In the formula, $\eta_{u}=r / b_{u},$ and $r$ is the jet radial radius. It can be concluded that $b_{u} / x=0.1696$ according to literature [12]. Formula (5) is substituted into (6) to determine the velocity distribution of the jet section:

$u=6.2 \exp \left(-0.639 \eta_{u}^{2}\right) d \frac{u_{0}}{x}$(7)

Assume that the jet blowing direction is perpendicular to the coal in the cutting, ignore the variation of jet flow and take the velocity as 0 when the flow is completed. When radial distance equals r, according to the momentum theorem, the jet acting force on the coal can be concluded as Fr:

$F_{r}=-\rho\left[\pi(r+d r)^{2}-\pi r^{2}\right] u=-4 \rho u \pi d r$(8)

Bradshaw et al. [13] believe that, under the jet action, damage to the coal occurs within the jet impact region. The research of Beltaos et al. [14] indicates that the round turbulent jet impact region radius is r≈0.22H, and by integrating Fr within the jet impact region it can be conducted that:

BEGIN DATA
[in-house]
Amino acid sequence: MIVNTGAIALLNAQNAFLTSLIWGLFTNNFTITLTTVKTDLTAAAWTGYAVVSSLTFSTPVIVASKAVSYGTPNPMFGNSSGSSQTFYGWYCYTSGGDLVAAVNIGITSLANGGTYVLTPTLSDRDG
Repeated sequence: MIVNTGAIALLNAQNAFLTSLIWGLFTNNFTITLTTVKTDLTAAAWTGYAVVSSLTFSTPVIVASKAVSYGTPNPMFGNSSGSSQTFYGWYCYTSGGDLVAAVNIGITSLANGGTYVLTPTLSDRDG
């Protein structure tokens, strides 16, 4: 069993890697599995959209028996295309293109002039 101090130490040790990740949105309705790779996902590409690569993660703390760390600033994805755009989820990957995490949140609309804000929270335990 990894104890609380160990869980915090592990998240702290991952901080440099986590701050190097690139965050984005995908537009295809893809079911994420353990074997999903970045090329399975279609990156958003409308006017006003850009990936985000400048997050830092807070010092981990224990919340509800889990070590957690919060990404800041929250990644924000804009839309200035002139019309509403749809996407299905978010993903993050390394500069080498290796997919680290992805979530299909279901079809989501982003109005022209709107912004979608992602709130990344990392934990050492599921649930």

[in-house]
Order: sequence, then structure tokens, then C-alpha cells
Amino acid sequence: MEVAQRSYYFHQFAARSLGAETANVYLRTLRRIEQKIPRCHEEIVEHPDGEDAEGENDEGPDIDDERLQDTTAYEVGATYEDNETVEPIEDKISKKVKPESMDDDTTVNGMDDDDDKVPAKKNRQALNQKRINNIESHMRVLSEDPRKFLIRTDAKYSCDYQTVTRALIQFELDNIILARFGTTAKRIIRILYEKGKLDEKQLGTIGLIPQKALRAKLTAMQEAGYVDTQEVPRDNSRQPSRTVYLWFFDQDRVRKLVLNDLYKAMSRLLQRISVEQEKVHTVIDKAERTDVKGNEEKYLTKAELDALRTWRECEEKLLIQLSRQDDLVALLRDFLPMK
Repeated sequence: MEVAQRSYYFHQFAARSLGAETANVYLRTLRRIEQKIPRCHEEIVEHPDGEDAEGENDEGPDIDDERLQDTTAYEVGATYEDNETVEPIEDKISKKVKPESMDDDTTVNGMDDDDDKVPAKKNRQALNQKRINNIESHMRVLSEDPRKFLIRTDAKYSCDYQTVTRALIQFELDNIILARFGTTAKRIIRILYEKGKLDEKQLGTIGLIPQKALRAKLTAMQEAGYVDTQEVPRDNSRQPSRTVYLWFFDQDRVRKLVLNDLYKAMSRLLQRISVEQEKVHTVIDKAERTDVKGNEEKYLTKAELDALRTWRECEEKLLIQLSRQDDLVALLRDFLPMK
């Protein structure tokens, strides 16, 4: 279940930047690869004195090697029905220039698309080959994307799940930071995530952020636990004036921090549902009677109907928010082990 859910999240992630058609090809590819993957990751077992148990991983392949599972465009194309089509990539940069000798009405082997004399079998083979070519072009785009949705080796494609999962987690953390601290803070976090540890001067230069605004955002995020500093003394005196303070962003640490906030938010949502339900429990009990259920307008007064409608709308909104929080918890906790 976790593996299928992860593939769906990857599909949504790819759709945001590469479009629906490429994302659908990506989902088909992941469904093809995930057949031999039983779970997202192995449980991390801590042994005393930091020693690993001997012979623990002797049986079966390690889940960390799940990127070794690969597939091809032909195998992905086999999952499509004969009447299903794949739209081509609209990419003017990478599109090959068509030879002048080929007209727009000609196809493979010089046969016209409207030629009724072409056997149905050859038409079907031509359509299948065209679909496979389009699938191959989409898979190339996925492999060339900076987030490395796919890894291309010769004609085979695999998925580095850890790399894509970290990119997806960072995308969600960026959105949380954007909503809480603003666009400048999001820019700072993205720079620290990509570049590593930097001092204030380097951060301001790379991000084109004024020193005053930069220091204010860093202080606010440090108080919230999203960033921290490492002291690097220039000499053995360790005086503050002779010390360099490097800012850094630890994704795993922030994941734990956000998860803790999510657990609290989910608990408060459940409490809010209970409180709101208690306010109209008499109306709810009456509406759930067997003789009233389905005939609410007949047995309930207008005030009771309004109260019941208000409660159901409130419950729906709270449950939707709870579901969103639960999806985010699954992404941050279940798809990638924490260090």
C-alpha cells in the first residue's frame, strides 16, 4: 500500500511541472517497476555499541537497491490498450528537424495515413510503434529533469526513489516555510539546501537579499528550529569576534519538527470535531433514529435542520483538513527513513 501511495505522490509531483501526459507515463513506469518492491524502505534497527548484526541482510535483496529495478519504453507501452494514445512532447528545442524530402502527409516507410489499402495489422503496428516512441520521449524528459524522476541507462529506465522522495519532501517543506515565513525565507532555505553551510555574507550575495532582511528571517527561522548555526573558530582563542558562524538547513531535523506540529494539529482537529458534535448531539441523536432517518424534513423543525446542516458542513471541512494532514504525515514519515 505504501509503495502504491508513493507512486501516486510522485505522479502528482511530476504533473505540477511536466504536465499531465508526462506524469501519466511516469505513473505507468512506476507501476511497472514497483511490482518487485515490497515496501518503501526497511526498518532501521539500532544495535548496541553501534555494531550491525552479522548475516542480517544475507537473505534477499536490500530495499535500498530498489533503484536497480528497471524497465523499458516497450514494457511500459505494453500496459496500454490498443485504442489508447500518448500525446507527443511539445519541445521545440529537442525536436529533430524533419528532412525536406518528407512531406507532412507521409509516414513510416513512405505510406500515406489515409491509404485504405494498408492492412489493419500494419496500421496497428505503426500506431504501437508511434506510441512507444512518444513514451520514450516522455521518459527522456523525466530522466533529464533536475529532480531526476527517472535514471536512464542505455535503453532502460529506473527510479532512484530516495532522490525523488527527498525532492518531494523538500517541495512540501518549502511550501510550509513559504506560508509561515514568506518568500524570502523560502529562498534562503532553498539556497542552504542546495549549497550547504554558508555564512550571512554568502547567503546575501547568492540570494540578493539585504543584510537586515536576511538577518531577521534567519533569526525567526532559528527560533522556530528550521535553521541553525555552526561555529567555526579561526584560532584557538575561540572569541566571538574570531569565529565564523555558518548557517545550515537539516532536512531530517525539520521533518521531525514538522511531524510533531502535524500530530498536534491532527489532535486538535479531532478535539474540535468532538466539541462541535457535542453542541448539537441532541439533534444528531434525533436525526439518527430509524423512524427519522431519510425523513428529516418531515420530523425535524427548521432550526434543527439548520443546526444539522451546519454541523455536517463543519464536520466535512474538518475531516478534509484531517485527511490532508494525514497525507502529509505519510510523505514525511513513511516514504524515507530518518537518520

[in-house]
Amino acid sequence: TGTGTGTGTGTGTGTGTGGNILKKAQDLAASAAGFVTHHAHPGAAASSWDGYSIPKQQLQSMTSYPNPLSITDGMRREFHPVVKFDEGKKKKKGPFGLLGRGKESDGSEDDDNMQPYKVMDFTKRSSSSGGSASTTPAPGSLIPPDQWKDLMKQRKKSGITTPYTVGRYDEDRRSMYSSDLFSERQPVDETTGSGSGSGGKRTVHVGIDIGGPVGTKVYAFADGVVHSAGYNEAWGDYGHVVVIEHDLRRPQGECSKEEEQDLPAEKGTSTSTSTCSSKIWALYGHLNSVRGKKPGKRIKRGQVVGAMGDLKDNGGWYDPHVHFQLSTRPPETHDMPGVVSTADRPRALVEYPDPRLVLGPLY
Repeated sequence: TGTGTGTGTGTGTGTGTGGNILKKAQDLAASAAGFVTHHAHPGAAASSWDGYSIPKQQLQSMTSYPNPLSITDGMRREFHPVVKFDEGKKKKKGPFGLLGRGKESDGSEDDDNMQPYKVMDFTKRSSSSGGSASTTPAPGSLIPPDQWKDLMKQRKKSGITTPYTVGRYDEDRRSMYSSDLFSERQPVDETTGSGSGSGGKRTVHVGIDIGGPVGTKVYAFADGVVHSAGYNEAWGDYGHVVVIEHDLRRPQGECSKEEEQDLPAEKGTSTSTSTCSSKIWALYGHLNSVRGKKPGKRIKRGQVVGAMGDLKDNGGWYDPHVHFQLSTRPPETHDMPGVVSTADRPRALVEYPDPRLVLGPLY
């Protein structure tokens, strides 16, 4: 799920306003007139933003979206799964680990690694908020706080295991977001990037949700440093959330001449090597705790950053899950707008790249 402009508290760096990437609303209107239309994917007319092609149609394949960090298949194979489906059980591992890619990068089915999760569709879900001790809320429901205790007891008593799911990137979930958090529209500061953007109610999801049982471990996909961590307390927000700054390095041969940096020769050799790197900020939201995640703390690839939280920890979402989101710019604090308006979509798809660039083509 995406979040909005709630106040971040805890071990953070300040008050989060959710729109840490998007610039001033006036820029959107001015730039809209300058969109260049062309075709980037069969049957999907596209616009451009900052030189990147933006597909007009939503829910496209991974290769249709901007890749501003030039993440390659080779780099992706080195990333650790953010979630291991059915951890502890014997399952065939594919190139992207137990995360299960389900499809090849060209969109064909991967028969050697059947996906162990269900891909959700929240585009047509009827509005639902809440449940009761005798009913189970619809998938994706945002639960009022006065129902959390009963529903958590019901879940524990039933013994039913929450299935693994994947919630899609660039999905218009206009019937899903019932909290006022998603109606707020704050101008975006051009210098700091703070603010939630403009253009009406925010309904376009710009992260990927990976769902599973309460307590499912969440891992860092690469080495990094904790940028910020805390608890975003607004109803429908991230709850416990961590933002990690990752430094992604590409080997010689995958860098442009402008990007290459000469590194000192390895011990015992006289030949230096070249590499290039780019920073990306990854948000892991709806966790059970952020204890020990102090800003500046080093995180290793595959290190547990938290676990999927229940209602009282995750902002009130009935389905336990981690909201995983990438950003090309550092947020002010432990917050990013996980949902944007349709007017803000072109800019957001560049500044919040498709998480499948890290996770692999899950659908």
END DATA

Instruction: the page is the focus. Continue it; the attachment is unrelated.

$F=24.8 \rho \pi d u_{0}\left(0.02 H^{3}-0.02 H^{3} e^{-\frac{4.884}{H}}-0.009 H^{2} e^{-\frac{4.884}{H}}\right)$(9)

Therefore, the stress of the unit area of the coal produced by jet impact is:

$F=24.8 \rho \pi d u_{0}\left(0.02 H^{3}-0.02 H^{3} e^{-\frac{4.884}{H}}-0.009 H^{2} e^{-\frac{4.884}{H}}\right)$(10)

The Lonland mathematic model is used for expressing the damage to the coal. The Lonland model agrees that, before the peak stress (ε≤εp) is reached, coal structural cracks grow and expand only within the volume element and remain within a low limitation [15]. The damage evolution equation this time is:

$\left\{\begin{array}{c}{\tilde{\sigma}=E \varepsilon /\left(1-D_{0}\right)} \\ {\sigma=\tilde{\sigma}(1-D)} \\ {D=D_{0}+C_{1} \varepsilon^{\beta}}\end{array}\right.$(11)

After the peak stress (εp≤ε≤εu) is reached, cracks expand unsteadily within the failure zone, and the damage evolution equation for this period is:

$\left\{\begin{array}{c}{\lim _{x \rightarrow \infty} \tilde{\sigma}=E \varepsilon_{p}} \\ {\sigma=\tilde{\sigma}(1-D)} \\ {D=D\left(\varepsilon_{p}\right)+C_{2}\left(\varepsilon-\varepsilon_{p}\right)}\end{array}\right.$(12)